How to do it: Have one partner settle into a wide-kneed child’s pose, with the big toes touching, and the knees spread at least hip-width apart, the arms outstretched and at least shoulder-width apart.
Have the other partner stand facing him or her and have him or her grasp for an ankle with each hand. The standing partner can walk their feet back until the other partner’s elbows lift off the ground, allowing for a gentle stretch in the side body, shoulders and arms.
Then, the standing partner can hinge forward at their hips, placing their hands on the back of their partner’s pelvis (for tight hamstrings, standing partner can gently bend their knees). Be sure to place your hands on the fleshy part of the pelvis, not directly on the spine. The standing partner can also shift more weight into their hands, gently massaging the flesh at the back of the pelvis.
Hold for five to six deep breaths, providing feedback to each other to inspire closeness and trust. To transition out, have the standing partner bend their knees and shift more weight into the heels as they come back up to stand.
6) Revolved chair (Parivrtta Utkatasana)
Revolved chair helps to open the chest and ground the feet. The benefit of performing with a partner, is that you are able to push the stretch that much further. Make sure to stay focused on the breath with every movement.
How to do it: Stand facing each other, one arm’s distance away from your partner. Cross your arms right over left and clasp onto each other’s hands and stand with your feet hip-width apart and parallel. Maintaining a tight grip, slowly bend your knees and lower down as if you are sitting on a chair. Keep your shoulders stacked above your hips, relying on the support of your partner to stay balanced. Keep hold of each other’s right hands, and have each person reach his or her left arm back in line with the shoulder, twisting to the left.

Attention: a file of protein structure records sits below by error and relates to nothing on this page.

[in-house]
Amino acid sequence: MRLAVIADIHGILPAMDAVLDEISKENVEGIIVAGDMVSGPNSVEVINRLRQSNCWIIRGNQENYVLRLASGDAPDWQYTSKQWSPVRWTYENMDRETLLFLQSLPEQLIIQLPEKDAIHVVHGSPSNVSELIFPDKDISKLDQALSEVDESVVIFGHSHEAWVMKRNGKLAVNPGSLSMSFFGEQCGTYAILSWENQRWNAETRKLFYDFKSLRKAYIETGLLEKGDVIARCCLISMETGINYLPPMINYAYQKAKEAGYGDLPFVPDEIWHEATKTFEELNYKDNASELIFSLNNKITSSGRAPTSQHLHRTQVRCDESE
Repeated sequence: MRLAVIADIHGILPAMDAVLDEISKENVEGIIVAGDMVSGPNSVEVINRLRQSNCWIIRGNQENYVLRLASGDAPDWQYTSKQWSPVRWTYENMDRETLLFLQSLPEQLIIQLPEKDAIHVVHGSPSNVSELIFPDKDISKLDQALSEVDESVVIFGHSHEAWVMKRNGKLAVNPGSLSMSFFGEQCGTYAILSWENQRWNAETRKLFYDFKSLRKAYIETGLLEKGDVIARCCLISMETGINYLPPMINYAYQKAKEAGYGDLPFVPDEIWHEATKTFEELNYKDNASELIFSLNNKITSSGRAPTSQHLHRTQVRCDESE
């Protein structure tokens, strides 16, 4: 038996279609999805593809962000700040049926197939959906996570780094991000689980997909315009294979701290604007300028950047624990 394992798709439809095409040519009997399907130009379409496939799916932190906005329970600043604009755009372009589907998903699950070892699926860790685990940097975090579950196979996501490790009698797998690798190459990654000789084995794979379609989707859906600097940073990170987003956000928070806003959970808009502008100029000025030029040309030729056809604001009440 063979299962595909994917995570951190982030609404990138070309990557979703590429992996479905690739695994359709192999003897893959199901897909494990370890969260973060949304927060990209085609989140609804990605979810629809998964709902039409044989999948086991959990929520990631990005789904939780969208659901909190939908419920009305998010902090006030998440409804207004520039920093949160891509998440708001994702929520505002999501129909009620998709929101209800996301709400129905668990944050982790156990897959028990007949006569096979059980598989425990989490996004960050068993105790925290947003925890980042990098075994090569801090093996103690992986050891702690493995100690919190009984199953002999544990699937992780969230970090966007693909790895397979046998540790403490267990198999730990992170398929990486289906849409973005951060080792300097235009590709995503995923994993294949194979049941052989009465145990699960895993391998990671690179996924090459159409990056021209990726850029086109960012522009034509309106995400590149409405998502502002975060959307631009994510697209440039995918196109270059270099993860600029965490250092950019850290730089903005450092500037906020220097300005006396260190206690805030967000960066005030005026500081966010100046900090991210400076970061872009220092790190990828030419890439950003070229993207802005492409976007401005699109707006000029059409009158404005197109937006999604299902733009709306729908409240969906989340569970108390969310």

Hold for three to five smooth breaths, then come back to centre, clasp each other’s left hands and twist to the right. To transition out, be sure you have a solid grip on both hands, press into your feet, and use the support of your partner to straighten your legs. This exercise takes the back-to-back chair to the next level, requiring a greater sense of trust and security with your partner as you twist away from each other while staying connected.
7) Double plank pose (Adho Mukha Dandasana)
Most yogis have a love-hate relationship with planks, but doing them with your partner will help build confidence in your ability to hold them. Double plank pose is also a way to build trust with your partner, as you're dependent on each other to stay strong - or you will both fall over. Note that this is a more advanced pose, but it doesn’t hurt to try it.
This couples yoga pose requires a lot of core strength, but you can do it! You’re also pretty low to the ground, so worst case you and your partner will get a good laugh trying.
How to do it: Start with the stronger and/or taller partner in a plank position. Be sure to line up your wrists under the shoulders, with your core braced and legs straight and strong. Have the second partner face the feet of the other partner in plank, and then step over his or her hips.
From standing, fold forward and grab onto the ankles of the partner in plank. Straighten your arms, and keep the core engaged, and play with lifting one foot up, placing it on top of the back of your partner’s shoulder. If that feels steady, try adding the second foot, making sure to maintain a steady grip and straight arms.
Hold this pose for three to five breaths, and then carefully step down one foot at a time. This exercise requires communication, trust and strength, plus a willingness to have a little fun!